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Sunday, January 15, 2012

Thịt Trứng Kho Tàu (Vietnamese Braised Pork and Boiled Eggs)

Món ngon đón năm mới...

Thịt Trứng Kho Tàu (Vietnamese Braised Pork and Boiled Eggs) is a classic dish in Vietnamese's daily meal but it's also a must-have dish to enjoy during the lunar new year. With the new year fast approaching, most of the  families in Vietnam are preparing a big pot of Thịt Trứng Kho Tàu to enjoy for at least the first three days of new year.

The secret of cooking this dish to perfection includes: marinating the pork well, be sure the fat of the pork looks translutent, the meat is really tender but not overly soft to prevent it from breaking apart; and the eggs have a beautiful amber color. Thịt Trứng Kho Tàu has a wonderful light aroma of coconut juice, a hint of saltiness from the fish sauce and the mild sweetness of coconut juice surrounded by the fragrance of garlic, shallots and fresh ground pepper. I am fond of the flavor  of this dish and the crunchy and slightly chewy texture of dried bamboo shoots in Thịt Trứng Kho Tàu as my mother used to prepare every Luna new year in Vietnam. I love to roll rice paper with a piece of pork, egg and a few strings of bamboo shoots then dip it in its earthy, flavorful, and delicious sauce.

The bamboo shoot imparts a strong scent during the preparation and cooking process so if you are not familiar with this be warned! Alternatively you can use fresh bamboo or bamboo shoots from the can.

My first impression of "Thịt Kho Tàu" was that  it originated from China but after careful research, I found out this dish is a hundred percent Vietnamese. It actually originated from South Vietnam (miền Nam Bộ).  Based on a famous writer Binh Nguyen Loc, the word "Tàu" means "lạt" compare to the rivers Cái Tàu Thượng and Cái Tàu Hạ are the two rivers that has saline water (nước lợ). Thịt Kho Tàu translates to "Braised Pork in Light Sauce". So there's my contribution to Vietnamese history for you.  And if you have already committed that to memory, let's cook!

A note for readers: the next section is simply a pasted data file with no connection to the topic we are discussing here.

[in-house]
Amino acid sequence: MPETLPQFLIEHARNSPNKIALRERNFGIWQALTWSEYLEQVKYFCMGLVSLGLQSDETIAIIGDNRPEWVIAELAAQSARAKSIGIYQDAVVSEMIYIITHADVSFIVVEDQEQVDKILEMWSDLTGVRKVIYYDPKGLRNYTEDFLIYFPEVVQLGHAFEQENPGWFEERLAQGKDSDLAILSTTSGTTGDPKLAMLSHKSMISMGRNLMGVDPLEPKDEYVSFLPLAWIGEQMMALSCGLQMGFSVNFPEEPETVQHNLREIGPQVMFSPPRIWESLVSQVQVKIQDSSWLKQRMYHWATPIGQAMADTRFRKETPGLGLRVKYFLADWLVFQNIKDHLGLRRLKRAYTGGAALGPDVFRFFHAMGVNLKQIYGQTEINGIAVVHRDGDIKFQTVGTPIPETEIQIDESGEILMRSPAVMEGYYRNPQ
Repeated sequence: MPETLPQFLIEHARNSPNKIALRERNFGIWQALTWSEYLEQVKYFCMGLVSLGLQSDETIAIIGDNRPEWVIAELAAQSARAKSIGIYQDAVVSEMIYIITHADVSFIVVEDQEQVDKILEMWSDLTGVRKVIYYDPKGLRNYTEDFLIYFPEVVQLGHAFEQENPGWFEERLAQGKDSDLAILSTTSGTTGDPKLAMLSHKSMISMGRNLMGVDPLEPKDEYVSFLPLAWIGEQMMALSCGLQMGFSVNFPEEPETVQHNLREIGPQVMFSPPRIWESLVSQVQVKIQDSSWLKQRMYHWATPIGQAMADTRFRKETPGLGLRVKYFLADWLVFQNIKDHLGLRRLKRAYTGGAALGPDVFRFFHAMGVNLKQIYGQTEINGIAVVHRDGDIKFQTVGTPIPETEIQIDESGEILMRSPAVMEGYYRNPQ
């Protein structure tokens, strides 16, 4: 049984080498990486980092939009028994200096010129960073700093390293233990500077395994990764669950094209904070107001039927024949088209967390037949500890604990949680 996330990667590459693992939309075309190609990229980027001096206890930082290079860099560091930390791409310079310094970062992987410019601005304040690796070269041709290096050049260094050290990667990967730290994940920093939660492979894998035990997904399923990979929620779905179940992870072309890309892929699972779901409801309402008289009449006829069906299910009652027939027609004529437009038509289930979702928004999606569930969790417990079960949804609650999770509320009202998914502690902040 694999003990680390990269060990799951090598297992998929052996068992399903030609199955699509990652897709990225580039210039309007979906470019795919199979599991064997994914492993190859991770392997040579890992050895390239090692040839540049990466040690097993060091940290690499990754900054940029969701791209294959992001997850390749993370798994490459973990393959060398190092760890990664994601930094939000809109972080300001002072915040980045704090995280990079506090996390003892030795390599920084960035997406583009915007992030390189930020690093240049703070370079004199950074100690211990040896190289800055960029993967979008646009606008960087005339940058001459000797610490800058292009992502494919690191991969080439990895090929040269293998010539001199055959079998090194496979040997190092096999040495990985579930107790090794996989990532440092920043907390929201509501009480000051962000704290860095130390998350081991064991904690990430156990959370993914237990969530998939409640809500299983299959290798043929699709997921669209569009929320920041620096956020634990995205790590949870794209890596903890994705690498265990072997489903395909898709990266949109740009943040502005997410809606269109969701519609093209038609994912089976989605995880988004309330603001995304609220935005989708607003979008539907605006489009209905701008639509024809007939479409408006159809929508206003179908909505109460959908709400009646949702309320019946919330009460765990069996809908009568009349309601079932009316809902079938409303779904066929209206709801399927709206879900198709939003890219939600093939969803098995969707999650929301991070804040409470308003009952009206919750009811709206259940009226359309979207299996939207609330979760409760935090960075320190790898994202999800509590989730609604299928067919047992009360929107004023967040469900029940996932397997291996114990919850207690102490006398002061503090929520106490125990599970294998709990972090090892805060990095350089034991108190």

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RECIPE: Thịt Trứng Kho Tàu 

2-3 lbs Pork Belly or Pork Shoulder or Pork Butt, cut into big chunks about 2 inches
3 cans Coconut Soda (coco-rico brand)
7-8 tablespoons Fish Sauce 
2 tablespoons Sugar
1 teaspoon fresh Cracked Pepper 
2 tablespoons minced Garlic
2 tablespoons minced Shallots
10-12 whole Hard Boiled Eggs, peeled
a bunch of Dried Bamboo Shoots, optional
Preparing Dried Bamboo Shoots

Rinse dried bamboo shoots a few times and soak it at least overnight or two days.  Next day, rinse it again and bring it with water to a boil.  Reduce the heat and cook it over low heat for at least an hour  or until bamoo shoots are tender.  Rinse again and shred it into thin strings. Set aside.
Braising Pork, Eggs and Bamboo Shoots

Marinate meat with garlic, shallots, fish sauce, sugar and ground pepper for at least 30 minutes or overnight.

In a wide bottom pot, bring coconut soda to a boil. Add meat, eggs and dried bamboo shoots (if used) to boiling coconut juice and bring it back to boil. Reduce the heat to low and simmer it without the pot cover. Covering the pot while simmering will make the broth less clear. Skim frequently will further your chances for a clearer broth.

Continue braising for about an hour or until the meat is tender.   Make sure to swirl the pan and gently turn the meat and eggs occasionally to cover the meat and eggs evenly in broth. The eggs and meat shouldn't break or fall apart after braising.  You will notice the broth will slowly start to turn a natural amber color due the to coconut soda and sugar so you don't need to add caramelize sugar (nước mầu đường) as it will make the color of broth, meat and eggs darker and ruin the beautiful amber color you would other wise get.

Happy the-year-of -the-dragon New Year!. 


  1. @ Miss C: The coco soda is available in most Asian stores. It's about $2 something for a pack of 6. You can also use fresh or canned coconut juice if cant find coco soda. The reason I like to use coco soda is because it's inexpensive :-).

    1. Great, thanks for your answer! It's on the stove right now :)

  2. Thank you so much for posting this dish and all other recent mon an Tet dishes. Wishing you and your family a healthy, happy, and delicious new year!